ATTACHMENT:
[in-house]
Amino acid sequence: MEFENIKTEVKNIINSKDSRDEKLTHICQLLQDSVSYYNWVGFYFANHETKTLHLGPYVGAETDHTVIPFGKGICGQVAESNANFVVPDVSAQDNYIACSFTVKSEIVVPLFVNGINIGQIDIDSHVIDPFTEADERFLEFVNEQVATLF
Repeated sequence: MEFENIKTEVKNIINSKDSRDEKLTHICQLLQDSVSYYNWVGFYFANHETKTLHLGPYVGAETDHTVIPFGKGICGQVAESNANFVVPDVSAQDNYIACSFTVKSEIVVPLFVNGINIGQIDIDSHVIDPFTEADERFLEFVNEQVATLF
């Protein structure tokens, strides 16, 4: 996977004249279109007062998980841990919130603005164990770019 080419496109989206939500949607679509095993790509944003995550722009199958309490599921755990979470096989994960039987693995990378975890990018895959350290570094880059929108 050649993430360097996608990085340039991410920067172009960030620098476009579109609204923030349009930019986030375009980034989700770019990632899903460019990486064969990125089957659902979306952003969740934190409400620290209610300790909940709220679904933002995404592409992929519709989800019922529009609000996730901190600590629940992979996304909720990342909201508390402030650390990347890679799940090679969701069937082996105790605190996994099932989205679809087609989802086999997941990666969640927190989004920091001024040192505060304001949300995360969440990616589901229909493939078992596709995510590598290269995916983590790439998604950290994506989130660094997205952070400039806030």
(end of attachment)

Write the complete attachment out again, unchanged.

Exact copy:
[in-house]
Amino acid sequence: MEFENIKTEVKNIINSKDSRDEKLTHICQLLQDSVSYYNWVGFYFANHETKTLHLGPYVGAETDHTVIPFGKGICGQVAESNANFVVPDVSAQDNYIACSFTVKSEIVVPLFVNGINIGQIDIDSHVIDPFTEADERFLEFVNEQVATLF
Repeated sequence: MEFENIKTEVKNIINSKDSRDEKLTHICQLLQDSVSYYNWVGFYFANHETKTLHLGPYVGAETDHTVIPFGKGICGQVAESNANFVVPDVSAQDNYIACSFTVKSEIVVPLFVNGINIGQIDIDSHVIDPFTEADERFLEFVNEQVATLF
């Protein structure tokens, strides 16, 4: 996977004249279109007062998980841990919130603005164990770019 080419496109989206939500949607679509095993790509944003995550722009199958309490599921755990979470096989994960039987693995990378975890990018895959350290570094880059929108 050649993430360097996608990085340039991410920067172009960030620098476009579109609204923030349009930019986030375009980034989700770019990632899903460019990486064969990125089957659902979306952003969740934190409400620290209610300790909940709220679904933002995404592409992929519709989800019922529009609000996730901190600590629940992979996304909720990342909201508390402030650390990347890679799940090679969701069937082996105790605190996994099932989205679809087609989802086999997941990666969640927190989004920091001024040192505060304001949300995360969440990616589901229909493939078992596709995510590598290269995916983590790439998604950290994506989130660094997205952070400039806030």